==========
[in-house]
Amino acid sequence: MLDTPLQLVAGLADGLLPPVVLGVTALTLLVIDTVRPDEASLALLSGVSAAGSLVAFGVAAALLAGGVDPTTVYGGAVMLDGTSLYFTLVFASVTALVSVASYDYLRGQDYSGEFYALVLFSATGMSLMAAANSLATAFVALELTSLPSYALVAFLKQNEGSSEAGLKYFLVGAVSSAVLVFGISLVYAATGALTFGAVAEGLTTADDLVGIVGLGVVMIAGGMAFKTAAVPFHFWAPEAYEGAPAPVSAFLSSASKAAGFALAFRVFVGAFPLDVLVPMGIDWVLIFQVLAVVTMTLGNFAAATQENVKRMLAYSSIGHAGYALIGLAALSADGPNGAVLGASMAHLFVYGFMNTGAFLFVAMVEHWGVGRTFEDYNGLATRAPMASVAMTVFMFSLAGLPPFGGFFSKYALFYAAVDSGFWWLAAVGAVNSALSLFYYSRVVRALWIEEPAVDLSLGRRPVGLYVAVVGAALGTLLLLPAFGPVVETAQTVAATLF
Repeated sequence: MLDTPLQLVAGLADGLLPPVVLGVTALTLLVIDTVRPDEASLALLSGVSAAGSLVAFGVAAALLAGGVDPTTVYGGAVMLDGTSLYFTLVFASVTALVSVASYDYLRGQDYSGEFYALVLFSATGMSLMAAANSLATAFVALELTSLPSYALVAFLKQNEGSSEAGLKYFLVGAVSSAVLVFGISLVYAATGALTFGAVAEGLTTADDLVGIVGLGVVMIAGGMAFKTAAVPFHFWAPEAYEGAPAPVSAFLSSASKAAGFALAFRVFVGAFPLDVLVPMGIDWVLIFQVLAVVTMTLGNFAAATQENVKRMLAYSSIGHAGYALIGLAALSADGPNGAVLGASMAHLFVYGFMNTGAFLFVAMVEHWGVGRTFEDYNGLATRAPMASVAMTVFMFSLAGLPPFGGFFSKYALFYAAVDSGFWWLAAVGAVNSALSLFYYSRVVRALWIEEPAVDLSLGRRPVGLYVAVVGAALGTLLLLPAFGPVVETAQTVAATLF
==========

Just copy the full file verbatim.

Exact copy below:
[in-house]
Amino acid sequence: MLDTPLQLVAGLADGLLPPVVLGVTALTLLVIDTVRPDEASLALLSGVSAAGSLVAFGVAAALLAGGVDPTTVYGGAVMLDGTSLYFTLVFASVTALVSVASYDYLRGQDYSGEFYALVLFSATGMSLMAAANSLATAFVALELTSLPSYALVAFLKQNEGSSEAGLKYFLVGAVSSAVLVFGISLVYAATGALTFGAVAEGLTTADDLVGIVGLGVVMIAGGMAFKTAAVPFHFWAPEAYEGAPAPVSAFLSSASKAAGFALAFRVFVGAFPLDVLVPMGIDWVLIFQVLAVVTMTLGNFAAATQENVKRMLAYSSIGHAGYALIGLAALSADGPNGAVLGASMAHLFVYGFMNTGAFLFVAMVEHWGVGRTFEDYNGLATRAPMASVAMTVFMFSLAGLPPFGGFFSKYALFYAAVDSGFWWLAAVGAVNSALSLFYYSRVVRALWIEEPAVDLSLGRRPVGLYVAVVGAALGTLLLLPAFGPVVETAQTVAATLF
Repeated sequence: MLDTPLQLVAGLADGLLPPVVLGVTALTLLVIDTVRPDEASLALLSGVSAAGSLVAFGVAAALLAGGVDPTTVYGGAVMLDGTSLYFTLVFASVTALVSVASYDYLRGQDYSGEFYALVLFSATGMSLMAAANSLATAFVALELTSLPSYALVAFLKQNEGSSEAGLKYFLVGAVSSAVLVFGISLVYAATGALTFGAVAEGLTTADDLVGIVGLGVVMIAGGMAFKTAAVPFHFWAPEAYEGAPAPVSAFLSSASKAAGFALAFRVFVGAFPLDVLVPMGIDWVLIFQVLAVVTMTLGNFAAATQENVKRMLAYSSIGHAGYALIGLAALSADGPNGAVLGASMAHLFVYGFMNTGAFLFVAMVEHWGVGRTFEDYNGLATRAPMASVAMTVFMFSLAGLPPFGGFFSKYALFYAAVDSGFWWLAAVGAVNSALSLFYYSRVVRALWIEEPAVDLSLGRRPVGLYVAVVGAALGTLLLLPAFGPVVETAQTVAATLF